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^ they really only use one finger!? not it what seems like. .

No matter how unpleasant, once you reach your 40's, get the exam from your doctor on a yearly basis!

yeah unfortunately, i need to go in for this yet this year. My previous doc said every other year is kinda the rule till 45 or something, but you can come every year if you want! Hmmm, not a tuff choice - but yes, i will cuz it is more proactive & makes wife not carp at me for never seeing our family physician unless i'm taking the kids in or something

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Some guys I work with are participating in this campaign to raise funds for and awareness of prostate and testicular cancers. (Testee would appreciate this.) I had never heard of it until today. Anybody else participating?

http://us.movember.com/about/

I am singular you know

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prostate%20gland.jpg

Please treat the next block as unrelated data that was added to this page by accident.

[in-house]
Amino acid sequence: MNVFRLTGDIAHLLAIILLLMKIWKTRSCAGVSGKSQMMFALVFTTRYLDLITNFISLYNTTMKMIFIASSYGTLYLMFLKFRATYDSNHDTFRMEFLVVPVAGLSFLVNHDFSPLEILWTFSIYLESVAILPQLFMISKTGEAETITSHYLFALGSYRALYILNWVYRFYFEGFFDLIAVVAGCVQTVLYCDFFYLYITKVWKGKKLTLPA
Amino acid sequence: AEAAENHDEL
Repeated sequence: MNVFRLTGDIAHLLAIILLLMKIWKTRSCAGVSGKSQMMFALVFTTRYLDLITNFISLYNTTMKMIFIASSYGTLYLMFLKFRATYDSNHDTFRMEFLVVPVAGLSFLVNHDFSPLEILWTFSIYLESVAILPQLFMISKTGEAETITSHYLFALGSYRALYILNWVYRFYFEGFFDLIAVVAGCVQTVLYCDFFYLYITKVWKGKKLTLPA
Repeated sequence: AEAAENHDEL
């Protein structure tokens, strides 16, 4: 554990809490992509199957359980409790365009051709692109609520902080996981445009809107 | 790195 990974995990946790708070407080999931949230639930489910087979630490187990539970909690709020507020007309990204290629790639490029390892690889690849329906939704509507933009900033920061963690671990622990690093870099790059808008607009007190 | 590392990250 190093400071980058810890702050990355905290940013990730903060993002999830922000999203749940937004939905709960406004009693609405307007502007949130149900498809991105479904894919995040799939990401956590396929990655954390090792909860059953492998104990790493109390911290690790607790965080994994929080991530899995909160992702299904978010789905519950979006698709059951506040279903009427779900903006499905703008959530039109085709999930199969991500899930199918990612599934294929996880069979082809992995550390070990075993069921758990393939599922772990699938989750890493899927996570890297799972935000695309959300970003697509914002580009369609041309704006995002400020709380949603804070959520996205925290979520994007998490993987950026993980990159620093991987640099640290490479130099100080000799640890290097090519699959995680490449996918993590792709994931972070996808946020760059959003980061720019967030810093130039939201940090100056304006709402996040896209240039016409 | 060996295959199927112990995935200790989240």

We were talking about how big it is and what it looks like, so I Googled "prostate" and got the above image. I told my co-worker I found his problem- if his doctor would just get his finger out of there, he'd be able to pee. Later we were talking about his options (surgery, radioactive seeds, radiation) and when we were talking about surgery I said, "How do they get to it?" and he said, "Well, kinda in between..." and I said, "They go through your taint? Wait, am I allowed to say taint at work?" Then we had a good laugh. He's nervous about the surgery, because of the diaper/bag of pee issue.

The surgery and post-op are better than the cancer winning.

^ they really only use one finger!? not it what seems like. .

yeah unfortunately, i need to go in for this yet this year. My previous doc said every other year is kinda the rule till 45 or something, but you can come every year if you want! Hmmm, not a tuff choice - but yes, i will cuz it is more proactive & makes wife not carp at me for never seeing our family physician unless i'm taking the kids in or something